Archives for April 2018

Nine Dragons: a whodunnit in which you care who did it

Playing a police officer named Tommy Lan, John Ng sits at a desk in the Kowloon police station.

In Nine Dragons, John Ng plays Tommy Lam, a sergeant frustrated with the racism of Kowloon’s police force.

Much to the credit of playwright Jovanni Sy, Nine Dragons is a rewarding thriller.

Riffing on film noir, Sy sets the action in the Kowloon neighbourhood of Hong Kong in the 1920s. A character that the press calls the Kowloon Ripper is murdering women, then chopping off their hands and cutting out their tongues. The Ripper’s crimes haven’t been getting a lot of attention—but then he murders a white woman.

Because it’s set in colonial Kowloon, Nine Dragons is saturated with issues of race and identity. Tommy Lam is the best detective on the police force but, because he’s Chinese, he has never made it past the rank of sergeant. Tommy has reasons of his own for wanting to get his hands on the Kowloon Ripper but his white his bosses hesitate to let him loose, partly because Tommy’s prime suspect is Victor Fung, scion of one of the area’s most powerful Chinese families. [Read more…]

Misery: more like a bad cold

Playing Annie, Lucia Frangione attacks Andrew McNee's Paul with a sledgehammer in Misery.

Despite internally consistent performances from Andrew McNee and Lucia Frangione, the Arts Club’s production of Misery fails to hit home(Photo by David Cooper)

The Arts Club’s production of Misery is a journey straight to heck and back.

It’s not scary, which is a flaw in a thriller.

William Goldman, who wrote the play, also penned the screenplay for the1990 movie. Both are based on a book by Stephen King. In the story, a romance novelist named Paul Sheldon has just finished a more artistically ambitious—possibly pretentious—manuscript, when his car careens off the side of a mountain during a Colorado snowstorm. Suffering a dislocated shoulder and severely broken legs, he is rescued by Annie Wilkes, a former nurse, who takes him back to her house in the woods, tends to his injuries, and declares herself his number-one fan.

Annie promises to get Paul to a hospital the moment the roads clear, but it soon becomes apparent that she’s obsessed and she plans to keep him captive. When Annie discovers that Paul has killed off her favourite character, she becomes enraged—and psychotically sadistic. A whole lot of the “entertainment” in Misery derives from the suffering that she inflicts on Paul. [Read more…]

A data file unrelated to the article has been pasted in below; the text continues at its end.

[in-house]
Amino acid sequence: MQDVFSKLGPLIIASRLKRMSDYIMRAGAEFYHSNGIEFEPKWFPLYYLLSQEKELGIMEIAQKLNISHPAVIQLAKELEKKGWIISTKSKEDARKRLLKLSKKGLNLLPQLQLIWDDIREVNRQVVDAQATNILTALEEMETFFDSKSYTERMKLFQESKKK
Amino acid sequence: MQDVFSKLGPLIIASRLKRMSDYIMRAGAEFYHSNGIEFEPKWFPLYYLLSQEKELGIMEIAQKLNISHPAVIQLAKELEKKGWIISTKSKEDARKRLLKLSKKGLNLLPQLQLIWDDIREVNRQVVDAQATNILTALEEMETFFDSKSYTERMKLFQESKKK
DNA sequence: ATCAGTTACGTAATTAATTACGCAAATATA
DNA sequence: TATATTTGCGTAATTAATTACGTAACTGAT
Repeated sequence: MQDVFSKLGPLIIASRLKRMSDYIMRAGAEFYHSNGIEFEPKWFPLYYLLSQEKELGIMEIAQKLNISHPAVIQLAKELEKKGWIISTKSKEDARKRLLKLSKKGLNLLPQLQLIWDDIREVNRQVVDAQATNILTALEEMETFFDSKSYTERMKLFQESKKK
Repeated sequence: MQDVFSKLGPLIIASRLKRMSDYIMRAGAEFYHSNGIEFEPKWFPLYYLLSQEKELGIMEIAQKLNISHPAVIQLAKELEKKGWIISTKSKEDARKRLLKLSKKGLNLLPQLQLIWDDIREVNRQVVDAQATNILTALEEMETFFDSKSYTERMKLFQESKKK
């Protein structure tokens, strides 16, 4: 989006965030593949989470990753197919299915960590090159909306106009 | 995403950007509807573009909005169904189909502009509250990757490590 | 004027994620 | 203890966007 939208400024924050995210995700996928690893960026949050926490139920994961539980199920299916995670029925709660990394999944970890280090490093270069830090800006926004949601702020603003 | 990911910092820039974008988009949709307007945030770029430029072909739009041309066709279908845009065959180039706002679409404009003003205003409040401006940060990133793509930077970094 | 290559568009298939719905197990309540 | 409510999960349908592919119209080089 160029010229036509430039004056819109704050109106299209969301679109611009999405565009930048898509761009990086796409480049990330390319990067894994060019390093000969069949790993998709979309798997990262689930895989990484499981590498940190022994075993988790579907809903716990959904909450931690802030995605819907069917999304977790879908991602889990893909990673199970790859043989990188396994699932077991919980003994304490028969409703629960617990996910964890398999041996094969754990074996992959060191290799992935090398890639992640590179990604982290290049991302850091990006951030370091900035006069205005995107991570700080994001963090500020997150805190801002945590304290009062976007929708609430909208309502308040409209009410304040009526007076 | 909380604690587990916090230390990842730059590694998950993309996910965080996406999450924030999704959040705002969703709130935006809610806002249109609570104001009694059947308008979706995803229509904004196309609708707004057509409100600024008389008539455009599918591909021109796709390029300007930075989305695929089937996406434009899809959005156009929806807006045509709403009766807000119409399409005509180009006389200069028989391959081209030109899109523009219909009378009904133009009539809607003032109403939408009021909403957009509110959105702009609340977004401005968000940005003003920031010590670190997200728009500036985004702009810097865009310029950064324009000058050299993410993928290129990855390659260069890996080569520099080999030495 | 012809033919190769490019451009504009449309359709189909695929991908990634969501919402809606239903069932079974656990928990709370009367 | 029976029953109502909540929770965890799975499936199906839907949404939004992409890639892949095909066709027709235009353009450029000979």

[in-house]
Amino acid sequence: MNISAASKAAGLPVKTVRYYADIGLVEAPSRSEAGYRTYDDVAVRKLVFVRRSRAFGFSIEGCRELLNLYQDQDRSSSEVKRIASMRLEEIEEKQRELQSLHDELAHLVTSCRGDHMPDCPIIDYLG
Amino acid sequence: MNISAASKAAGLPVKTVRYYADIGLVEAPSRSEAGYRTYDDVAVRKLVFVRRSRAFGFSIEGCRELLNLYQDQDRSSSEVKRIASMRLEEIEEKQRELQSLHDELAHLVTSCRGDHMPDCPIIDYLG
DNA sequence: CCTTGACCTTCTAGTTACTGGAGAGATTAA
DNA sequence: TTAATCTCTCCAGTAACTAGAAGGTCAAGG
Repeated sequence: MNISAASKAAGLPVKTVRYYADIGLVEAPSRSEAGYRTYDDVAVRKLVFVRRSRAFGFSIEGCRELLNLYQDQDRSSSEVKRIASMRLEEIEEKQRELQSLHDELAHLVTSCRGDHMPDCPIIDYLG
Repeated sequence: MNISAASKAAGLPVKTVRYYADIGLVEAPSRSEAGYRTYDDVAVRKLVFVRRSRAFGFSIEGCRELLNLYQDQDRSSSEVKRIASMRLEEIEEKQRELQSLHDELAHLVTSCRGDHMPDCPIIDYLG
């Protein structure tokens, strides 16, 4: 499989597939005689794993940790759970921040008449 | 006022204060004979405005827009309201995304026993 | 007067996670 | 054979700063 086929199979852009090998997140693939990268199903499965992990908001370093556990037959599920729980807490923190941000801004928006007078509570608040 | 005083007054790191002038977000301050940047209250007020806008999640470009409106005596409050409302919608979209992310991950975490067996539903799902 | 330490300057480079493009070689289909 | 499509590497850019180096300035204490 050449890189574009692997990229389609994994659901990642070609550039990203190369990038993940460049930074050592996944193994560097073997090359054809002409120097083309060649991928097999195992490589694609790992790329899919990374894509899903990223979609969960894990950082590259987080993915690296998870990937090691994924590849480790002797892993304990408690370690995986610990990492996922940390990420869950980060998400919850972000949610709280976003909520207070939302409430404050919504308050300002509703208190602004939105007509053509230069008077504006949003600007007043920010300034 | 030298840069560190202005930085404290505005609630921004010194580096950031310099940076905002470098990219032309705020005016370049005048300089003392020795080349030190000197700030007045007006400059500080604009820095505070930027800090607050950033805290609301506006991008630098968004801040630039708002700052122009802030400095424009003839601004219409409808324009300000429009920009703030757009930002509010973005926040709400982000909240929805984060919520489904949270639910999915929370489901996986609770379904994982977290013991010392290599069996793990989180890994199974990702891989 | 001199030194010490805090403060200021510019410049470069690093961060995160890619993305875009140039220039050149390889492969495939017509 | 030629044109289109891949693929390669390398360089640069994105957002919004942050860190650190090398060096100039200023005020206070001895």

Mr. Burns, a post-electric play: surprising, funny, and deep

"Cape Feare", and episode of The Simpsons, becomes an opera in Mr. Burns, a post-electric play.

Mr. Burns, a post-electric play, reinvents The Simpsons—and gets to the heart of storytelling.

WTF is one of my favourite responses at the theatre. I had it a lot while watching Mr. Burns, a post-electric play.

Part of the pleasure of watching Mr. Burns is that the three acts are so different that you have to re-orient yourself after each of the intermissions. If you want to preserve that sense of bafflement and discovery for yourself, don’t read too much more of this review, just buy your tickets now. I highly recommend this show.

If you’re still reading, I’ll try not to give too much away.

Playwright Anne Washburn sets Act 1 of Mr. Burns in a post-apocalyptic near future. An unspecified disaster has set off a chain of events that involved the meltdown of nuclear power plants. We’re with a small group of survivors who are sitting around a campfire and trying to bring reassuring order back to their lives by reconstructing “Cape Feare”, an episode from The Simpsons. [Read more…]

Once on This Island: Vote that guy off

Ti Moune (Brianna Clark) tends to Daniel (Michael Gnansounou) in Once on This Island.

Ti Moune (Brianna Clark) tends to Daniel (Michael Gnansounou) in Once on This Island.

In Once on This Island, love triumphs—supposedly. It’s really sexism that wins.

If you want to be surprised by the story, don’t read any further; to make my point, I’m going to give away the plot.

In this musical, which premiered on Broadway in 1990 and which is currently enjoying a wildly successful Broadway revival, an island in the French Antilles is divided into two groups: poor, dark-skinned people and a wealthy elite whose ancestry includes white French colonialists.

A peasant girl named Ti Moune falls in love with a rich kid named Daniel Beauxhomme. When Daniel crashes his car on her side of the island, Ti Moune saves his life by nursing him—and by making a deal with Death. There are gods on the island and one of them, Papa Ge, is a Caribbean version of the Grim Reaper. Ti Moune offers Papa Ge her own life in exchange for Daniel’s. It takes a while for Papa Ge to collect. [Read more…]